WELLINGTON, Fla. — Thousands of parents and students at several charter schools in Palm Beach County are now left scrambling.
They just received word that classrooms will not reopen, and the only option for the beginning of the school year is virtual learning.
"I'm devastated, and it's been less than 24 hours and I still don't know what I'm going to do," parent Alexis DeLuca said.
DeLuca is now looking into a plan for her twin daughters, who were set to start first grade at Renaissance Charter School at Palms West in Royal Palm Beach.
"They really had done a lot to get this ready to where I felt entirely comfortable with returning my children to a classroom from day one of the school year," DeLuca said.
Being working parents, DeLuca and her husband turned to the charter school option after the School District of Palm Beach County agreed to begin the year with virtual learning only.
Charter Schools USA, which oversees seven charter schools in Palm Beach County and two in St. Lucie County, was giving parents three options, including in-classroom instruction.
"I looked into the school," DeLuca said. "It was close to my home. It hit a lot of the marks I was looking for, so we enrolled."
But Thursday, DeLuca received a letter from the CEO, changing course and now only offering a full mobile classroom experience.
"In Palm Beach, along with Broward and Dade, we decided that we need to start only in a mobile environment based on the high COVID rates still in that market," CEO Jon Hage said.
Hage said the schools will be using new technology to help bring the students into the classroom for everyone's safety. He said it wasn't an easy decision and feels for working parents.
"We're all crossing our fingers together and if COVID data continues to decline, when ready and safe, we will reopen classes," Hage said. "But I will say this: we won't do that overnight. We'll do that carefully."
The two locations in St Lucie County will still open up for students, while providing parents with two virtual options because cases are not as high there.
DeLuca said she's now looking into a private school option.
Eddie Ruiz, the Florida state director for Charter Schools USA, released this statement to WPTV:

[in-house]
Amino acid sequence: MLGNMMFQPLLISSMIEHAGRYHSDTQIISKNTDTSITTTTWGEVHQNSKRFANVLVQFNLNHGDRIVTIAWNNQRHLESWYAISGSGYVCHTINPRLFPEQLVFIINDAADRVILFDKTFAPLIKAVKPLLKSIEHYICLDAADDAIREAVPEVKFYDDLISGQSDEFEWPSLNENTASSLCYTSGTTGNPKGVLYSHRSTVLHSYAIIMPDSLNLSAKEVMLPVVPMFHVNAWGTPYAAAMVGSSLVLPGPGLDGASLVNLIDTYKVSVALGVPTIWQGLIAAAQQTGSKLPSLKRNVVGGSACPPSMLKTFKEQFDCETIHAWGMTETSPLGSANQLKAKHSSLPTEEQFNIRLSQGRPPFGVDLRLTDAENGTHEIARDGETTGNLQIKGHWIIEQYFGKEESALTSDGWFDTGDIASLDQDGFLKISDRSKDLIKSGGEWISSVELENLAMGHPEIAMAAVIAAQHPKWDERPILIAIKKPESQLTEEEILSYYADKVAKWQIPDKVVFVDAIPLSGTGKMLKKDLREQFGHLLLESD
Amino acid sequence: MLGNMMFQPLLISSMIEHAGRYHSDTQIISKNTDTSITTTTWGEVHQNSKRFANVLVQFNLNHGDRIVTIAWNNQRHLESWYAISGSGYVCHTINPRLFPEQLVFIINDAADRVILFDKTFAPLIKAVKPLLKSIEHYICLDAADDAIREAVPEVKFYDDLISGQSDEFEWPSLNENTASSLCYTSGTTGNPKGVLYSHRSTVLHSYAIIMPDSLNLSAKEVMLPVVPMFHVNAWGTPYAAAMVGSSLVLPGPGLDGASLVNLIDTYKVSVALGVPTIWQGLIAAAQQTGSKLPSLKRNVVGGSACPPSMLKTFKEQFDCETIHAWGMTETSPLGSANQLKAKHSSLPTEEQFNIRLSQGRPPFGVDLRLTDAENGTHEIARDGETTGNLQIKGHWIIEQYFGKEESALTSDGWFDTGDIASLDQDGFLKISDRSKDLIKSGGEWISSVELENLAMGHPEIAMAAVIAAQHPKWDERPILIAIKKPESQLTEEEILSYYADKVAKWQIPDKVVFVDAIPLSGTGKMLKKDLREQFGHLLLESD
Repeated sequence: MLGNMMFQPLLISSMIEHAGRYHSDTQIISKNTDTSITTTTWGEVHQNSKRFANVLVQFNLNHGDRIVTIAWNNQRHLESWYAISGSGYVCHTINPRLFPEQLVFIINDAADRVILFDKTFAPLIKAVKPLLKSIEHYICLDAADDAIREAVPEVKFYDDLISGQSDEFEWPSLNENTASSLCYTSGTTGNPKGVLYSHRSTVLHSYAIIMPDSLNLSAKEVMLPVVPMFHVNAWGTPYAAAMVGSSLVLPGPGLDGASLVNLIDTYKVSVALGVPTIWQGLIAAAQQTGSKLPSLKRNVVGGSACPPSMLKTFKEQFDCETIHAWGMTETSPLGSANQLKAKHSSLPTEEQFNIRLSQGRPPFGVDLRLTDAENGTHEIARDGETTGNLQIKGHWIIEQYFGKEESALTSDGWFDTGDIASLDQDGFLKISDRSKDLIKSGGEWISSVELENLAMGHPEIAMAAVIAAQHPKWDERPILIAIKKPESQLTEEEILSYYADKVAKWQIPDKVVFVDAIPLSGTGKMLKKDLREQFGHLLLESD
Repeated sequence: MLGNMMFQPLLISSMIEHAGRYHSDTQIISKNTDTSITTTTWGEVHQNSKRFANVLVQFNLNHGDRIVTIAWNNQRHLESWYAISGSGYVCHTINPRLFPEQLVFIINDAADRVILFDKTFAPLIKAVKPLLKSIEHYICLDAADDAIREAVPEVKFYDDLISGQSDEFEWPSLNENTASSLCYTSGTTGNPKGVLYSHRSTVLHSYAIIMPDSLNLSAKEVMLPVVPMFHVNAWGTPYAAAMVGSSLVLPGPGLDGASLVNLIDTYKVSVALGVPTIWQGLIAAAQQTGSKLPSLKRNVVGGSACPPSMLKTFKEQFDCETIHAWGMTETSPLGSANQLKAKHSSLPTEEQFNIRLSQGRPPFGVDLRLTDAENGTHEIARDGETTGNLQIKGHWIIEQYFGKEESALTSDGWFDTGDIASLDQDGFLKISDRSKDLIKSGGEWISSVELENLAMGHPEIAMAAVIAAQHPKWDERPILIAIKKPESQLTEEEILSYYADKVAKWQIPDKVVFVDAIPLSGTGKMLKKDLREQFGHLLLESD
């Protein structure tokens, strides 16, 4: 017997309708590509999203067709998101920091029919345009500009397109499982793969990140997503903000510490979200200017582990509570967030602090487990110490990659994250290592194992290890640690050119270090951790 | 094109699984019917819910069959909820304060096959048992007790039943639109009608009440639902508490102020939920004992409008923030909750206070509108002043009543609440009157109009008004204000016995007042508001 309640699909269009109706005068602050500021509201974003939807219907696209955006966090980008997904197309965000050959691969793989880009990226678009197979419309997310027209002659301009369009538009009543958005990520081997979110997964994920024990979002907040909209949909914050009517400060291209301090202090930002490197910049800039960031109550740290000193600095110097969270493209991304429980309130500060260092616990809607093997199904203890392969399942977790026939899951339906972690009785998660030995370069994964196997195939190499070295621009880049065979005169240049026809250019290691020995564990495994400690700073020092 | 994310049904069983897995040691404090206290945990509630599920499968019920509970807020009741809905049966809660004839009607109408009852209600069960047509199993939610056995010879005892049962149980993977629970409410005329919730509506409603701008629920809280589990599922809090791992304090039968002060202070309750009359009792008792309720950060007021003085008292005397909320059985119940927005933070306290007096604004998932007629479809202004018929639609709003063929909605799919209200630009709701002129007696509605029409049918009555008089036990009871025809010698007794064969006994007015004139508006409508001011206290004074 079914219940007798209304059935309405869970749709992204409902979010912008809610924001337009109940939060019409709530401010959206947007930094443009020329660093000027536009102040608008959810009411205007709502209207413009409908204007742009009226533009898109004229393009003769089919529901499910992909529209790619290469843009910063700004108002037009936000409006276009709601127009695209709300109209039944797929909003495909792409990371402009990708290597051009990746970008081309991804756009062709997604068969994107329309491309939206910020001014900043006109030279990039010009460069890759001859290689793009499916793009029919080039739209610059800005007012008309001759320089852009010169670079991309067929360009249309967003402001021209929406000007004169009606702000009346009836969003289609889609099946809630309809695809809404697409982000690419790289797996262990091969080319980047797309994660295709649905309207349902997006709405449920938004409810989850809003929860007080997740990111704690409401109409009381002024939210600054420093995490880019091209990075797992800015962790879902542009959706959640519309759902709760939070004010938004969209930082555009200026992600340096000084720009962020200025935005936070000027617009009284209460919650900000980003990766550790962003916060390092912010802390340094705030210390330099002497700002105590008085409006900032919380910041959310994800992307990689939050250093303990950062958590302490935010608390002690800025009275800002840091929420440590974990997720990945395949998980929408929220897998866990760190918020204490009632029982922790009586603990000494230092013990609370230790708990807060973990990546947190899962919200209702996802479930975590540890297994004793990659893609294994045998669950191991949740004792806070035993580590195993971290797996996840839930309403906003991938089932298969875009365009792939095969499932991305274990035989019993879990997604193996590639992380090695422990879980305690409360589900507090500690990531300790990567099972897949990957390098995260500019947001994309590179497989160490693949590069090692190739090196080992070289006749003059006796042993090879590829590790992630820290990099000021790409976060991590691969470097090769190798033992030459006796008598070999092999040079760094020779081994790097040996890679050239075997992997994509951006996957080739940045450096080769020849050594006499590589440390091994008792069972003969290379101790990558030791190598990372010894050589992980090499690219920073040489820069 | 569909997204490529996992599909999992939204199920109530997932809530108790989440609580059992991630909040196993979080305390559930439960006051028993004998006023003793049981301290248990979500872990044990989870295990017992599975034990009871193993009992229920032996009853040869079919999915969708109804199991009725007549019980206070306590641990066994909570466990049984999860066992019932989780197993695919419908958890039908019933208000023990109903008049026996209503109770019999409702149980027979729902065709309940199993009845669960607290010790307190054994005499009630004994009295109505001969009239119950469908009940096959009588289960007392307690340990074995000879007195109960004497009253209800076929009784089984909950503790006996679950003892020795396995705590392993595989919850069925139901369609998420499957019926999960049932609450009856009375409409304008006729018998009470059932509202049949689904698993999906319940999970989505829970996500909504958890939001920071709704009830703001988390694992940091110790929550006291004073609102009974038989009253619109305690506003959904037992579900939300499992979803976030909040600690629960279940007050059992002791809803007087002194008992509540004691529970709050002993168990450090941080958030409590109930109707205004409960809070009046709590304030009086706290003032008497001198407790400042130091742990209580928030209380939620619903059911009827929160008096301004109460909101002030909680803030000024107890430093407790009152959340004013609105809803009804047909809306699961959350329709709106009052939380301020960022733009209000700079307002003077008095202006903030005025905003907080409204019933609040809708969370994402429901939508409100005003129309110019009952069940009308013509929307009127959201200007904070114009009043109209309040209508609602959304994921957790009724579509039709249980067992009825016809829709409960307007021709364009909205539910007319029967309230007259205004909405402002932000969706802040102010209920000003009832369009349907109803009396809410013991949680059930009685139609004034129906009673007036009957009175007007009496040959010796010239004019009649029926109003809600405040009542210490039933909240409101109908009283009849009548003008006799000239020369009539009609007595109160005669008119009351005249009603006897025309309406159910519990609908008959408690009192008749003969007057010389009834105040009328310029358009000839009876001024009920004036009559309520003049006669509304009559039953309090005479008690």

"We continue to monitor the situation with COVID every day and we have been preparing ever since the spring for all options to provide what is best for students. We have developed three flexible models that include in-person, fully-mobile classroom and a combination of in-person and mobile learning. As educators, we have a moral responsibility to provide each child a high quality education. In this unique time, we have to protect students from irreparable harm caused by the interruption of their education due to this crisis. We are closely monitoring federal, state and local health directives to determine the best decision for our students, and faculty. We have been listening to our parents, working with our team of dedicated educators as well as our governing boards to determine the best, appropriate, safe, decision for our schools. We are preparing our facilities, and providing appropriate health accommodations consistent with CDC guidelines. We will not compromise the health or safety of our students or staff. If it is determined it is safe to return to the classroom when school opens, we are ready. However, we will make the decision to return to a fully mobile classroom if the situation in a specific community warrants that approach. We will make the final decision for each of our schools based on current information. In Palm Beach County, Broward County and Miami-Dade County, we have made the decision to open these schools in a fully mobile classroom experience. In St. Lucie County, we are prepared to offer our parents and students our three options including in-person, in-classroom."